Joe Sanders


The advent of radio broadcasting in the early 1920s made a local Kansas City musical group popular all over the country. Joe Sanders together with Carleton Coon formed a band that became known as the Coon-Sanders Nighthawks. They started out playing at the Plantation Grill in the Hotel Muehlebach, and local radio station WDAF broadcast their show across the airwaves.

Joe L. Sanders was born in Thayer, Kansas, in 1896. He spent part of his childhood in Belton, Missouri, and moved to Kansas City in his early teens. He started his musical performances as a boy soprano in local church choirs. After a stint in the Army in 1918-19, he pursued his musical career and eventually became an accomplished piano player, singer, conductor of his own bands, and composer, with over 100 songs published. He liked to refer to himself as the “Ole Left Hander,” a name derived from his baseball pitching accomplishments.

Sanders and Carleton Coon took their band on the road, playing in college towns and other entertainment venues in the Midwest. It wasn’t long until Chicago and the Blackhawk Restaurant became their home base. They made records on the Victor label and traveled mainly to engagements all over the Midwest and points eastward, garnering a loyal following as they went. They finally ended up playing in New York City. Unfortunately, Carleton Coon died in 1932, and the original group fell apart.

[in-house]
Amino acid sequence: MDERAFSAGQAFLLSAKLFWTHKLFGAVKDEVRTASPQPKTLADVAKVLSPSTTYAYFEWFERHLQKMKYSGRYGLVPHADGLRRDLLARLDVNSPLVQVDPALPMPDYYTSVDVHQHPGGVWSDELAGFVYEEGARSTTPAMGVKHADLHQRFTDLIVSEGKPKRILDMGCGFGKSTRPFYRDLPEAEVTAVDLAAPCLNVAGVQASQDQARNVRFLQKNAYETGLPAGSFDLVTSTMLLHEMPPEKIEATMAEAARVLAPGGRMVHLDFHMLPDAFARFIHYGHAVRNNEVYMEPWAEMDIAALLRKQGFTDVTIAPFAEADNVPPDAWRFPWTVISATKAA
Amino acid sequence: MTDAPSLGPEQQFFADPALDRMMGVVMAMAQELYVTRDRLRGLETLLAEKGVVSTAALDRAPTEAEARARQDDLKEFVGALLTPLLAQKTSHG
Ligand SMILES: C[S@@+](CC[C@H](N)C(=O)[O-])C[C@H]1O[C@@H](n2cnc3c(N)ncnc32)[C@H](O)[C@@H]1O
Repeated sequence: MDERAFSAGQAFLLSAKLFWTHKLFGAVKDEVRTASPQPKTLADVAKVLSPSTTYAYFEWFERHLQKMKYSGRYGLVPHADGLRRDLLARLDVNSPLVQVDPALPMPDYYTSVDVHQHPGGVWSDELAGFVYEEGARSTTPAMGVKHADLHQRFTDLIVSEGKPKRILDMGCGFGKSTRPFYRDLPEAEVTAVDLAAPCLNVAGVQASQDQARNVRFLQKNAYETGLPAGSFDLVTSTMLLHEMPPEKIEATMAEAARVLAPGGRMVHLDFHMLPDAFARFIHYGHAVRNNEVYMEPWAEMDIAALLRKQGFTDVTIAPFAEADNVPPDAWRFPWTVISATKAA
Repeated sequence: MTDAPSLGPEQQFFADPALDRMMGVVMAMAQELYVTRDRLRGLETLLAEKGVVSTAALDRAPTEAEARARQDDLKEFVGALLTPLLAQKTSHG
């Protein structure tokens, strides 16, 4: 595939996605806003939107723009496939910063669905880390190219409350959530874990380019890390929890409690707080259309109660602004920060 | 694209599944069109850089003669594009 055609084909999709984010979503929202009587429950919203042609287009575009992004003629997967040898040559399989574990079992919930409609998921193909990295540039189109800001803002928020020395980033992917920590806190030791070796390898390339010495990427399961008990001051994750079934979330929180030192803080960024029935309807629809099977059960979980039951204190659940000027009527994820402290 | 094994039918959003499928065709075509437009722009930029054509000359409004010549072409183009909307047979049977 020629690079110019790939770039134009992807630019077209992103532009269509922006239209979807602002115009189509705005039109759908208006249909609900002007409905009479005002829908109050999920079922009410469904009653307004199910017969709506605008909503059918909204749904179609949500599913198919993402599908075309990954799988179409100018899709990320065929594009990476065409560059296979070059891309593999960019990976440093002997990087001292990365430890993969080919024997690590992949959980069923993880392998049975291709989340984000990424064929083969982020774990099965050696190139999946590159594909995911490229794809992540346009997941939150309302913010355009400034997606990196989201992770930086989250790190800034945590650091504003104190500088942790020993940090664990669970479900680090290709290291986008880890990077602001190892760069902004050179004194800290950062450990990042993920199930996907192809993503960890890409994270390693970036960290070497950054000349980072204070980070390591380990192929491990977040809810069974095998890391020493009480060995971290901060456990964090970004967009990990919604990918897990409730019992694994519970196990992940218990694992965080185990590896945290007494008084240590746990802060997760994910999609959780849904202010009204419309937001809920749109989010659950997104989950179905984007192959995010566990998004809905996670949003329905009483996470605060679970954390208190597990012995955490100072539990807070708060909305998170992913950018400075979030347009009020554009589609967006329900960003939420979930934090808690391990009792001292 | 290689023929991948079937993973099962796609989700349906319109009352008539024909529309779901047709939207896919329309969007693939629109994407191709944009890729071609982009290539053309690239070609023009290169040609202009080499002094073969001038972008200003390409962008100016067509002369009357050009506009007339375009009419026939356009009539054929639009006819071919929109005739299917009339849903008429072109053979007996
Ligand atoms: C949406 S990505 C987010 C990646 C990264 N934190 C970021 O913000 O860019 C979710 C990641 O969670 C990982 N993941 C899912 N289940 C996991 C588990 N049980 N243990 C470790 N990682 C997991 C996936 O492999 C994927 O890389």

Sanders continued to lead his own band during part of the 1930s, 1940s, and early 1950s. He even wrote motion picture music scores and is credited with co-writing the music for the movie King Kelly of the U.S.A.

Eventually, Sanders and his second wife Trudy returned to Kansas City where he died in 1965. Joe and Trudy are buried in Kansas City’s Mt. Moriah Cemetery. Before he died he was able to see the formation of the Coon-Sanders Fan Club, started in 1959 by two men who heard the Coon-Sanders Nighthawks on the radio when they were young.


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